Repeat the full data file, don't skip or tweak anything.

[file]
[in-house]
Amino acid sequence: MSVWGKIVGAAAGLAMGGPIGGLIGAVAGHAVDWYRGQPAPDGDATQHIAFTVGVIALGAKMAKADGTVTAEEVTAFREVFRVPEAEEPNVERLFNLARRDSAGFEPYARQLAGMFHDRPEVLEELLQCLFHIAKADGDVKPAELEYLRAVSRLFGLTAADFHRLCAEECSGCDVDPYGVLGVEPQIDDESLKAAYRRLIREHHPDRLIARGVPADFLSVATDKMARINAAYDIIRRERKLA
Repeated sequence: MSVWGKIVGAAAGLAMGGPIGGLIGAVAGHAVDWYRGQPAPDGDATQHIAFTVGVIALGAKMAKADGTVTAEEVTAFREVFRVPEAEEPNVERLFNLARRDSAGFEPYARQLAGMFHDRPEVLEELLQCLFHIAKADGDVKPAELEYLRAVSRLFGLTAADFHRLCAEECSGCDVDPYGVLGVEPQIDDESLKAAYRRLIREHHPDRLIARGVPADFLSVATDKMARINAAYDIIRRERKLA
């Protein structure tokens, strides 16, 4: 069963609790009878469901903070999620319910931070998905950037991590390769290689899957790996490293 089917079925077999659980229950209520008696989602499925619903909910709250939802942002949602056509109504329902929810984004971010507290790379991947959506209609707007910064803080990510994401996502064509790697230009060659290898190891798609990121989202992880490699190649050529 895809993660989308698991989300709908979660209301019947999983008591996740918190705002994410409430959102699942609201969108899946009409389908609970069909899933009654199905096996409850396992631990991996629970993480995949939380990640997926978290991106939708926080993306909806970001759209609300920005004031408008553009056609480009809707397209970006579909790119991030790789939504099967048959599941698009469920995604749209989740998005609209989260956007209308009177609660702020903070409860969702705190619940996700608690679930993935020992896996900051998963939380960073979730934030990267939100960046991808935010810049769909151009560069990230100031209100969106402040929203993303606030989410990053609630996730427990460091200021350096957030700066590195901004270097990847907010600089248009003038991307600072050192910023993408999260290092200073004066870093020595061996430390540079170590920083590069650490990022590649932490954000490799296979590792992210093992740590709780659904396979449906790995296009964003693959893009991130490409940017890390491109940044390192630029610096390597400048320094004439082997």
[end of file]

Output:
[in-house]
Amino acid sequence: MSVWGKIVGAAAGLAMGGPIGGLIGAVAGHAVDWYRGQPAPDGDATQHIAFTVGVIALGAKMAKADGTVTAEEVTAFREVFRVPEAEEPNVERLFNLARRDSAGFEPYARQLAGMFHDRPEVLEELLQCLFHIAKADGDVKPAELEYLRAVSRLFGLTAADFHRLCAEECSGCDVDPYGVLGVEPQIDDESLKAAYRRLIREHHPDRLIARGVPADFLSVATDKMARINAAYDIIRRERKLA
Repeated sequence: MSVWGKIVGAAAGLAMGGPIGGLIGAVAGHAVDWYRGQPAPDGDATQHIAFTVGVIALGAKMAKADGTVTAEEVTAFREVFRVPEAEEPNVERLFNLARRDSAGFEPYARQLAGMFHDRPEVLEELLQCLFHIAKADGDVKPAELEYLRAVSRLFGLTAADFHRLCAEECSGCDVDPYGVLGVEPQIDDESLKAAYRRLIREHHPDRLIARGVPADFLSVATDKMARINAAYDIIRRERKLA
């Protein structure tokens, strides 16, 4: 069963609790009878469901903070999620319910931070998905950037991590390769290689899957790996490293 089917079925077999659980229950209520008696989602499925619903909910709250939802942002949602056509109504329902929810984004971010507290790379991947959506209609707007910064803080990510994401996502064509790697230009060659290898190891798609990121989202992880490699190649050529 895809993660989308698991989300709908979660209301019947999983008591996740918190705002994410409430959102699942609201969108899946009409389908609970069909899933009654199905096996409850396992631990991996629970993480995949939380990640997926978290991106939708926080993306909806970001759209609300920005004031408008553009056609480009809707397209970006579909790119991030790789939504099967048959599941698009469920995604749209989740998005609209989260956007209308009177609660702020903070409860969702705190619940996700608690679930993935020992896996900051998963939380960073979730934030990267939100960046991808935010810049769909151009560069990230100031209100969106402040929203993303606030989410990053609630996730427990460091200021350096957030700066590195901004270097990847907010600089248009003038991307600072050192910023993408999260290092200073004066870093020595061996430390540079170590920083590069650490990022590649932490954000490799296979590792992210093992740590709780659904396979449906790995296009964003693959893009991130490409940017890390491109940044390192630029610096390597400048320094004439082997």